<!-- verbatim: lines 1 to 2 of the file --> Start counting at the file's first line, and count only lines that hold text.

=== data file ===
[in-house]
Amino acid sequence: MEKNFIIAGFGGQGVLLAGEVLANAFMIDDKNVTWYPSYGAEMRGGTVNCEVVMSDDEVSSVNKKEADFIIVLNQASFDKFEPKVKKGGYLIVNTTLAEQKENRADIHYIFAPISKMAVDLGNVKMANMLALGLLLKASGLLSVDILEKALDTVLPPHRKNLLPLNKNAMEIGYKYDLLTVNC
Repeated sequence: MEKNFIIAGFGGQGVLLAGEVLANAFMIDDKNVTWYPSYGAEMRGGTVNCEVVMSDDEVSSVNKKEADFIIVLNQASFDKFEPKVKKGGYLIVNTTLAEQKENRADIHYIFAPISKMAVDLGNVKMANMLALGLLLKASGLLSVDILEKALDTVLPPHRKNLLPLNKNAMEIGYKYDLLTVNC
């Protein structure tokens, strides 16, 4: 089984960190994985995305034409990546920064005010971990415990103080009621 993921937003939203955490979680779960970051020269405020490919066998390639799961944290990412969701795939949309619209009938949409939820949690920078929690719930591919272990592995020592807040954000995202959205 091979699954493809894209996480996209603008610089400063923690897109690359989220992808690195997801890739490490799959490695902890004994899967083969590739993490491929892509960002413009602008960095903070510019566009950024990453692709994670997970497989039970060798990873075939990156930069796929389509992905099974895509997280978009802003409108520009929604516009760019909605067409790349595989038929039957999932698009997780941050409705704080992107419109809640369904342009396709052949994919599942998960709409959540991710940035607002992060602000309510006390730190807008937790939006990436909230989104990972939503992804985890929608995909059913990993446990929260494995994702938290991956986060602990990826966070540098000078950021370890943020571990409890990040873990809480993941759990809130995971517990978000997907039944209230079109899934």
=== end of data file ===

[in-house]
Amino acid sequence: MEKNFIIAGFGGQGVLLAGEVLANAFMIDDKNVTWYPSYGAEMRGGTVNCEVVMSDDEVSSVNKKEADFIIVLNQASFDKFEPKVKKGGYLIVNTTLAEQKENRADIHYIFAPISKMAVDLGNVKMANMLALGLLLKASGLLSVDILEKALDTVLPPHRKNLLPLNKNAMEIGYKYDLLTVNC